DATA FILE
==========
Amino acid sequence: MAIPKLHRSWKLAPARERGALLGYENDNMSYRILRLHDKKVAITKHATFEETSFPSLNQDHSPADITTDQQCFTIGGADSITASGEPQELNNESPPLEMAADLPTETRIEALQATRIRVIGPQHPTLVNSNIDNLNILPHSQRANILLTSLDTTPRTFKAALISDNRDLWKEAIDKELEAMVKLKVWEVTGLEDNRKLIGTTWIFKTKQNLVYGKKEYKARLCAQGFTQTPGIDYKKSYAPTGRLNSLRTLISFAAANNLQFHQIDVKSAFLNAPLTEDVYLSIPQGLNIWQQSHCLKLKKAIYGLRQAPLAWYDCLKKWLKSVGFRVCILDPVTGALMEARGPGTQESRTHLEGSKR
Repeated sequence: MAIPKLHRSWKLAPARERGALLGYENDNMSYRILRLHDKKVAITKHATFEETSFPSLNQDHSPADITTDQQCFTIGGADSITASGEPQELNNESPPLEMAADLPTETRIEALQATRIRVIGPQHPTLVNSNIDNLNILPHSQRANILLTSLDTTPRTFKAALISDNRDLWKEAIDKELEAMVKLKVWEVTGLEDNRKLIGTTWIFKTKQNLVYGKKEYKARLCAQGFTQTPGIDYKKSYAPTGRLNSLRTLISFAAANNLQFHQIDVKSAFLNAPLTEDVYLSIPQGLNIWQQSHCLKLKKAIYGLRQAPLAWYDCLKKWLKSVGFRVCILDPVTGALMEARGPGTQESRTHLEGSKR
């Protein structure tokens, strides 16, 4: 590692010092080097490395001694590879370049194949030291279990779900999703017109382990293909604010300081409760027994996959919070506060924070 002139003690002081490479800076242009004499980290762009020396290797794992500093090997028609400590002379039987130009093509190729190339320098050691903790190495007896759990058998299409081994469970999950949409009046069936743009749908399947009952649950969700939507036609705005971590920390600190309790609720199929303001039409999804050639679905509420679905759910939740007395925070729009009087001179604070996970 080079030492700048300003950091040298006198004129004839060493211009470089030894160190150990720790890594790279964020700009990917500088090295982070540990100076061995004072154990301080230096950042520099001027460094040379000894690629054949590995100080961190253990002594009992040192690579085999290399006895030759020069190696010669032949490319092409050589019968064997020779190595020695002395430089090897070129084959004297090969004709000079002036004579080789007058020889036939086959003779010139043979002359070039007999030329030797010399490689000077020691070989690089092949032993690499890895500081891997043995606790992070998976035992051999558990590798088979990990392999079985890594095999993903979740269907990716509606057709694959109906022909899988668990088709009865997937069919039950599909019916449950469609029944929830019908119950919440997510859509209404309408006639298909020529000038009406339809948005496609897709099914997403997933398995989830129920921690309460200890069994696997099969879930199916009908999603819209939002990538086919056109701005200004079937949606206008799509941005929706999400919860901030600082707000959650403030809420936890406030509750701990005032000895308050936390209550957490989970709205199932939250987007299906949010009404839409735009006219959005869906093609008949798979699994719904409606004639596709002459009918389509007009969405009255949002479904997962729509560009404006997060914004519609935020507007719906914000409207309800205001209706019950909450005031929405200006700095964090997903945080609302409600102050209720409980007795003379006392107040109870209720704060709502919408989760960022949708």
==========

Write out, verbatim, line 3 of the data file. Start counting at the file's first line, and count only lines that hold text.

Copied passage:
């Protein structure tokens, strides 16, 4: 590692010092080097490395001694590879370049194949030291279990779900999703017109382990293909604010300081409760027994996959919070506060924070 002139003690002081490479800076242009004499980290762009020396290797794992500093090997028609400590002379039987130009093509190729190339320098050691903790190495007896759990058998299409081994469970999950949409009046069936743009749908399947009952649950969700939507036609705005971590920390600190309790609720199929303001039409999804050639679905509420679905759910939740007395925070729009009087001179604070996970 080079030492700048300003950091040298006198004129004839060493211009470089030894160190150990720790890594790279964020700009990917500088090295982070540990100076061995004072154990301080230096950042520099001027460094040379000894690629054949590995100080961190253990002594009992040192690579085999290399006895030759020069190696010669032949490319092409050589019968064997020779190595020695002395430089090897070129084959004297090969004709000079002036004579080789007058020889036939086959003779010139043979002359070039007999030329030797010399490689000077020691070989690089092949032993690499890895500081891997043995606790992070998976035992051999558990590798088979990990392999079985890594095999993903979740269907990716509606057709694959109906022909899988668990088709009865997937069919039950599909019916449950469609029944929830019908119950919440997510859509209404309408006639298909020529000038009406339809948005496609897709099914997403997933398995989830129920921690309460200890069994696997099969879930199916009908999603819209939002990538086919056109701005200004079937949606206008799509941005929706999400919860901030600082707000959650403030809420936890406030509750701990005032000895308050936390209550957490989970709205199932939250987007299906949010009404839409735009006219959005869906093609008949798979699994719904409606004639596709002459009918389509007009969405009255949002479904997962729509560009404006997060914004519609935020507007719906914000409207309800205001209706019950909450005031929405200006700095964090997903945080609302409600102050209720409980007795003379006392107040109870209720704060709502919408989760960022949708």